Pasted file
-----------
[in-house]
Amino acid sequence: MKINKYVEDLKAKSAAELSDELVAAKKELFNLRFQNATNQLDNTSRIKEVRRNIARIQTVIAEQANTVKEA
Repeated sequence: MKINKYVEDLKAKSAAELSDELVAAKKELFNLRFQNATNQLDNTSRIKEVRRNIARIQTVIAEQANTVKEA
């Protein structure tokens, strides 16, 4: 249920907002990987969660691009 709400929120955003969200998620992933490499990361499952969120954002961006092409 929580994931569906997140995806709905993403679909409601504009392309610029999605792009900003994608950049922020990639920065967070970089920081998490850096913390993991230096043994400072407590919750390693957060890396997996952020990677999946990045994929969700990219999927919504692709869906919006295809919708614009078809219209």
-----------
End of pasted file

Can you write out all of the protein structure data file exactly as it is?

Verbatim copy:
[in-house]
Amino acid sequence: MKINKYVEDLKAKSAAELSDELVAAKKELFNLRFQNATNQLDNTSRIKEVRRNIARIQTVIAEQANTVKEA
Repeated sequence: MKINKYVEDLKAKSAAELSDELVAAKKELFNLRFQNATNQLDNTSRIKEVRRNIARIQTVIAEQANTVKEA
């Protein structure tokens, strides 16, 4: 249920907002990987969660691009 709400929120955003969200998620992933490499990361499952969120954002961006092409 929580994931569906997140995806709905993403679909409601504009392309610029999605792009900003994608950049922020990639920065967070970089920081998490850096913390993991230096043994400072407590919750390693957060890396997996952020990677999946990045994929969700990219999927919504692709869906919006295809919708614009078809219209």